by curiousmiscellany

curious misc - artichoke

On the occasion of Valentine’s Day, let’s talk about the artichoke – the vegetable with a heart. To be scientifically correct, an artichoke is actually the immature flower blossom of a perennial thistle (cynara) native to the Mediterranean region. Though prehistoric-looking, with its green and dark purple, scale-like florets, the earliest record we have that proves their existence was written by a Greek naturalist in the Third Century BC. In fact, the Greeks had a myth which explained its origin: basically, Zeus fell in love with a mortal named Cynara, who he invited to be his mistress on Mount Olympus, and when she decided that she would rather live on earth, Zeus turned this hard-to-get beauty into a hard-to-eat artichoke. Notwithstanding this inconvenient characteristic, the artichoke was adored by the Greeks and Romans—perhaps because of their supposed aphrodisiacal effects?—and, from Sicily and other parts of Italy, they slowly infiltrated the rest of the Mediterranean and parts of Europe. In the Sixteenth Century, Catherine de Medici was responsible for bringing them (as well as the fork) to the French court when she married Henry II. The artichoke arrived in the United States via Spanish colonists who road tripped it all the way to California, the state responsible for the entire production of artichokes in the US, the grand part in Monterey County. (Fun fact: in 1947, Marilyn Monroe was the Artichoke Queen of Castroville, CA, the self-proclaimed “Artichoke Center of the World”.) When Pablo Neruda in his “Ode to the Artichoke” befittingly likened the vegetable to little warriors because of their “armor”, it seems it was an apt description also for their invasion tactics. But don’t you worry, just do what Neruda did: dump the suckers in boiling water (salted, perhaps with a little parsely) and about thirty minutes later…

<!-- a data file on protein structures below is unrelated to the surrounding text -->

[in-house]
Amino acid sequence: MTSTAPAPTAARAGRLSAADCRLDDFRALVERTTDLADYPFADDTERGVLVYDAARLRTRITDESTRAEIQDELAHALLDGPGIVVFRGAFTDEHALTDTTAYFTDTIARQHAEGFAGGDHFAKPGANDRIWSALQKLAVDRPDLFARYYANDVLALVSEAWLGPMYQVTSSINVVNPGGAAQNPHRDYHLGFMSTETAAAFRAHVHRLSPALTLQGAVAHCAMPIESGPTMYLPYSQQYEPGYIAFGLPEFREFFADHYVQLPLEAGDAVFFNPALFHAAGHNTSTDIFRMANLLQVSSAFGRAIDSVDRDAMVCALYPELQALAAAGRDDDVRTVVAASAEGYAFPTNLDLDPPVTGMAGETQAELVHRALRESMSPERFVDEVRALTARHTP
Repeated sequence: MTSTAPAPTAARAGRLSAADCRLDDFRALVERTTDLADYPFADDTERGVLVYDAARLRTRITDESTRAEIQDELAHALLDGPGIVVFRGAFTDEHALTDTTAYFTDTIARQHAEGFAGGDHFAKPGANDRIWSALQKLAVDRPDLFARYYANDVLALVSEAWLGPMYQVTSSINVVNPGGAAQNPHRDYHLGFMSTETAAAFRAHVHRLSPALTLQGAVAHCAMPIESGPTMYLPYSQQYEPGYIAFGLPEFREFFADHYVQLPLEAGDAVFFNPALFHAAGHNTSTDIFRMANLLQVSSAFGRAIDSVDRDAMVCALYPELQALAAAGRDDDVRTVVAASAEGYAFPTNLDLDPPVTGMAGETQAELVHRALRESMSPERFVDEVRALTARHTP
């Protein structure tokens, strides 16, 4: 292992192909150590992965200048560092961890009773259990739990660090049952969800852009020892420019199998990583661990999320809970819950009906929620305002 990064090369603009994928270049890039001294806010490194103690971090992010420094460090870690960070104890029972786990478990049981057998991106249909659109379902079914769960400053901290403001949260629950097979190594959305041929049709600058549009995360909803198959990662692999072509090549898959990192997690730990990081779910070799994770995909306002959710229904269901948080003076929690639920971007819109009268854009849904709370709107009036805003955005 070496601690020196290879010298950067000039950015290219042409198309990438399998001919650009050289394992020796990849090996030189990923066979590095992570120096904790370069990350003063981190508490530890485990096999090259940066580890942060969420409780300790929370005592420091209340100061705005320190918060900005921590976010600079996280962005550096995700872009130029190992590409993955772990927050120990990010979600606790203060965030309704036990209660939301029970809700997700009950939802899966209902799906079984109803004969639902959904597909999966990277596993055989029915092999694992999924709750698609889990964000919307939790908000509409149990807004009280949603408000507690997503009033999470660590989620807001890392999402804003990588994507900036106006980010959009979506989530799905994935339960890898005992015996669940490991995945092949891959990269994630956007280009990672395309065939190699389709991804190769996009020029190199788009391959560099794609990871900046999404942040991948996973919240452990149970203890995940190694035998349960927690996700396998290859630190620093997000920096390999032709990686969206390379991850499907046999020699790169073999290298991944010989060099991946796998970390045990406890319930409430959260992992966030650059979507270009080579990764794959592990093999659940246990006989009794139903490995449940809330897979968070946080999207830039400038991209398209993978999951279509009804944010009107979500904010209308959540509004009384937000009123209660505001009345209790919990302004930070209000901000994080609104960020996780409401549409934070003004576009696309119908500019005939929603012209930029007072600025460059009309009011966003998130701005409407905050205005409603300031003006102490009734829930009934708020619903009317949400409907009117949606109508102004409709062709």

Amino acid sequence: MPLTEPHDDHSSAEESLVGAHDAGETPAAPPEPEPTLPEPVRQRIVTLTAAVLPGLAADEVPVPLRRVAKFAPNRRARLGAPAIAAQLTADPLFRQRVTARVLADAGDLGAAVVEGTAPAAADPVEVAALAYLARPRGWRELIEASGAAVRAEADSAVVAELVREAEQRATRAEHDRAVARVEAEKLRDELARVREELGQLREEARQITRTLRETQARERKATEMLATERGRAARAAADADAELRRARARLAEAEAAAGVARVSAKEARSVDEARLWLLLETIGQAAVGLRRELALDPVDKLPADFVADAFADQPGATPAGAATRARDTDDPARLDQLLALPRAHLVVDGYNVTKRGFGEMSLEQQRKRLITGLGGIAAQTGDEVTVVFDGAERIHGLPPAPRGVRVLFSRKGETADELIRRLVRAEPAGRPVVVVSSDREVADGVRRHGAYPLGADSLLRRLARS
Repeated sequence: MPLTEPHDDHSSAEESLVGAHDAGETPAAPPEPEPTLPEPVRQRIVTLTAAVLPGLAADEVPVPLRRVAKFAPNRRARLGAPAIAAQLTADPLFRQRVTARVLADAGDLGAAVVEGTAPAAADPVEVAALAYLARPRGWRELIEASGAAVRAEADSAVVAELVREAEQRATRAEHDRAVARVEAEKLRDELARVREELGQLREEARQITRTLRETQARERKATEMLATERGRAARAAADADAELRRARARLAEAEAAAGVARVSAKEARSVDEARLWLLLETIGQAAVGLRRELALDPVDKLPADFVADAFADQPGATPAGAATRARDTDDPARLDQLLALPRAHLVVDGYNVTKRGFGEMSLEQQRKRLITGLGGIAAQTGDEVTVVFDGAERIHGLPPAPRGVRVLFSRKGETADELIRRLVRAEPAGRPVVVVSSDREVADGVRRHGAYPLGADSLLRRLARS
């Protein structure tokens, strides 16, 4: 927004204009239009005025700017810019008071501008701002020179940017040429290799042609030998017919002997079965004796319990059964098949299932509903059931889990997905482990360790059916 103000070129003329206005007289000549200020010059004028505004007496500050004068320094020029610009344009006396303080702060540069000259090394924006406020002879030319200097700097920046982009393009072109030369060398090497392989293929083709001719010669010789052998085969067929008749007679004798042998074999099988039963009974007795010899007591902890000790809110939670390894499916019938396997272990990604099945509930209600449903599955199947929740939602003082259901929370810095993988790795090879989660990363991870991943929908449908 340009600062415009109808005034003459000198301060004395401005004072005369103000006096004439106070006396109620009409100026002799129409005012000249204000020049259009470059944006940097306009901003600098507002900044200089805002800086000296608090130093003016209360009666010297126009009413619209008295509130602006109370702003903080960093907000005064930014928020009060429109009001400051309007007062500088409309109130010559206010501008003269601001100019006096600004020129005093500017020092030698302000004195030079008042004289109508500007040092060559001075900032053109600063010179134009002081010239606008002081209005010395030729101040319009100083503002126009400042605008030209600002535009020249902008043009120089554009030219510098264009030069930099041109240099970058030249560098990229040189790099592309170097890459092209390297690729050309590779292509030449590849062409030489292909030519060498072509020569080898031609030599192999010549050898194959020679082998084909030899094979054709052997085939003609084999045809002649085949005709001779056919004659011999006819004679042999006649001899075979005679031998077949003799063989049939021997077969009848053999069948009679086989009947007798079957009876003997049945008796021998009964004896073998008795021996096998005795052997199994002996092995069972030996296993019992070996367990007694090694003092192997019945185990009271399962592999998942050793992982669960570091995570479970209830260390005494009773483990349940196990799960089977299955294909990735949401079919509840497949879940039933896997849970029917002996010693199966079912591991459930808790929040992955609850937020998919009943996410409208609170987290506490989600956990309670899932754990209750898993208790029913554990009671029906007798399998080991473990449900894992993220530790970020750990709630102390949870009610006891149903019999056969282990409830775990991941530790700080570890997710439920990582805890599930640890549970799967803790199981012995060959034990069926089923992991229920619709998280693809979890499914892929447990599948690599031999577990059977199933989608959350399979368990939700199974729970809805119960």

Thus ends
in peace
the enlistment
of this armed vegetable
called the artichoke,
after which
leaf after leaf
we undress
its deliciousness
and eat
the peaceful substance
of its green heart.